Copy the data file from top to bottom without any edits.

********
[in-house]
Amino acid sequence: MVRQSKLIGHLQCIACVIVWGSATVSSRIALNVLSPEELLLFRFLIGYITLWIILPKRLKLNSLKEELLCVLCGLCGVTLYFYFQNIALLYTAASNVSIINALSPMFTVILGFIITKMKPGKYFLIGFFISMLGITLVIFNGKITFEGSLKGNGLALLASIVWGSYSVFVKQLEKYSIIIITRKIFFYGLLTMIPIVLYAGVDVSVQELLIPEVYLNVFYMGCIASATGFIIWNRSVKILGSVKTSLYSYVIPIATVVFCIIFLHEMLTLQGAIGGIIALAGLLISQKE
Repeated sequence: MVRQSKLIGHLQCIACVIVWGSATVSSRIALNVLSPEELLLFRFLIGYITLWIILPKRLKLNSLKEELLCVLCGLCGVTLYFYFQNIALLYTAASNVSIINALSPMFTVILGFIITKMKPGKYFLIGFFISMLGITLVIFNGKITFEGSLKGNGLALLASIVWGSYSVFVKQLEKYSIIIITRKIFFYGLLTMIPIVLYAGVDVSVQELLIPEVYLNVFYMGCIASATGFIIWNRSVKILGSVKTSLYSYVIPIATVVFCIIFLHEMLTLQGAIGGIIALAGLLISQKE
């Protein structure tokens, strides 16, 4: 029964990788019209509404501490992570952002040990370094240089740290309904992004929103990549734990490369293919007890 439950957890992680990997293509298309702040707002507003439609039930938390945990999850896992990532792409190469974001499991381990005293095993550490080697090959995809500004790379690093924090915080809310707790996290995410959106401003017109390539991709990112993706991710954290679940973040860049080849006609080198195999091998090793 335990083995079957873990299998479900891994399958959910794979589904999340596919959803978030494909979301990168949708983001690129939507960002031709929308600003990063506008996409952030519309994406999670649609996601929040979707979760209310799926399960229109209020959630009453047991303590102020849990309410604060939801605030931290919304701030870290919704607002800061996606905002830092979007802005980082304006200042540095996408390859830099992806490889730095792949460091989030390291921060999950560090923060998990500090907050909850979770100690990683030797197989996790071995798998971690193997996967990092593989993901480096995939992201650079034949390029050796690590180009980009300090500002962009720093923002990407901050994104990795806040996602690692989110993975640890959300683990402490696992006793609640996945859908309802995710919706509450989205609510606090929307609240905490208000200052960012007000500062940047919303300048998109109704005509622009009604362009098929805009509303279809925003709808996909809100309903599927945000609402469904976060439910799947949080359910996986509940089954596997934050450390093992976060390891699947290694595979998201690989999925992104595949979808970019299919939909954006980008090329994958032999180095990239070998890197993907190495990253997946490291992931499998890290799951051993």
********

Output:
[in-house]
Amino acid sequence: MVRQSKLIGHLQCIACVIVWGSATVSSRIALNVLSPEELLLFRFLIGYITLWIILPKRLKLNSLKEELLCVLCGLCGVTLYFYFQNIALLYTAASNVSIINALSPMFTVILGFIITKMKPGKYFLIGFFISMLGITLVIFNGKITFEGSLKGNGLALLASIVWGSYSVFVKQLEKYSIIIITRKIFFYGLLTMIPIVLYAGVDVSVQELLIPEVYLNVFYMGCIASATGFIIWNRSVKILGSVKTSLYSYVIPIATVVFCIIFLHEMLTLQGAIGGIIALAGLLISQKE
Repeated sequence: MVRQSKLIGHLQCIACVIVWGSATVSSRIALNVLSPEELLLFRFLIGYITLWIILPKRLKLNSLKEELLCVLCGLCGVTLYFYFQNIALLYTAASNVSIINALSPMFTVILGFIITKMKPGKYFLIGFFISMLGITLVIFNGKITFEGSLKGNGLALLASIVWGSYSVFVKQLEKYSIIIITRKIFFYGLLTMIPIVLYAGVDVSVQELLIPEVYLNVFYMGCIASATGFIIWNRSVKILGSVKTSLYSYVIPIATVVFCIIFLHEMLTLQGAIGGIIALAGLLISQKE
């Protein structure tokens, strides 16, 4: 029964990788019209509404501490992570952002040990370094240089740290309904992004929103990549734990490369293919007890 439950957890992680990997293509298309702040707002507003439609039930938390945990999850896992990532792409190469974001499991381990005293095993550490080697090959995809500004790379690093924090915080809310707790996290995410959106401003017109390539991709990112993706991710954290679940973040860049080849006609080198195999091998090793 335990083995079957873990299998479900891994399958959910794979589904999340596919959803978030494909979301990168949708983001690129939507960002031709929308600003990063506008996409952030519309994406999670649609996601929040979707979760209310799926399960229109209020959630009453047991303590102020849990309410604060939801605030931290919304701030870290919704607002800061996606905002830092979007802005980082304006200042540095996408390859830099992806490889730095792949460091989030390291921060999950560090923060998990500090907050909850979770100690990683030797197989996790071995798998971690193997996967990092593989993901480096995939992201650079034949390029050796690590180009980009300090500002962009720093923002990407901050994104990795806040996602690692989110993975640890959300683990402490696992006793609640996945859908309802995710919706509450989205609510606090929307609240905490208000200052960012007000500062940047919303300048998109109704005509622009009604362009098929805009509303279809925003709808996909809100309903599927945000609402469904976060439910799947949080359910996986509940089954596997934050450390093992976060390891699947290694595979998201690989999925992104595949979808970019299919939909954006980008090329994958032999180095990239070998890197993907190495990253997946490291992931499998890290799951051993």